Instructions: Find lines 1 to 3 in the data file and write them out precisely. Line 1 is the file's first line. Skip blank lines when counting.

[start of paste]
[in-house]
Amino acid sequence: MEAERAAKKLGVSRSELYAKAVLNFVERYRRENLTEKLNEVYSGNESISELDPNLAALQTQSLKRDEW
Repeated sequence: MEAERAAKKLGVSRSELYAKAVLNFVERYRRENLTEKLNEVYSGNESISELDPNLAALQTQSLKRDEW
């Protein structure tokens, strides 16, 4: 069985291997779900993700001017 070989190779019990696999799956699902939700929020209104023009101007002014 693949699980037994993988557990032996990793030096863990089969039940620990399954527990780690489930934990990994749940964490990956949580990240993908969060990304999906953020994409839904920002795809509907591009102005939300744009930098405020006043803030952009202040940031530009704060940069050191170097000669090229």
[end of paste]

[in-house]
Amino acid sequence: MEAERAAKKLGVSRSELYAKAVLNFVERYRRENLTEKLNEVYSGNESISELDPNLAALQTQSLKRDEW
Repeated sequence: MEAERAAKKLGVSRSELYAKAVLNFVERYRRENLTEKLNEVYSGNESISELDPNLAALQTQSLKRDEW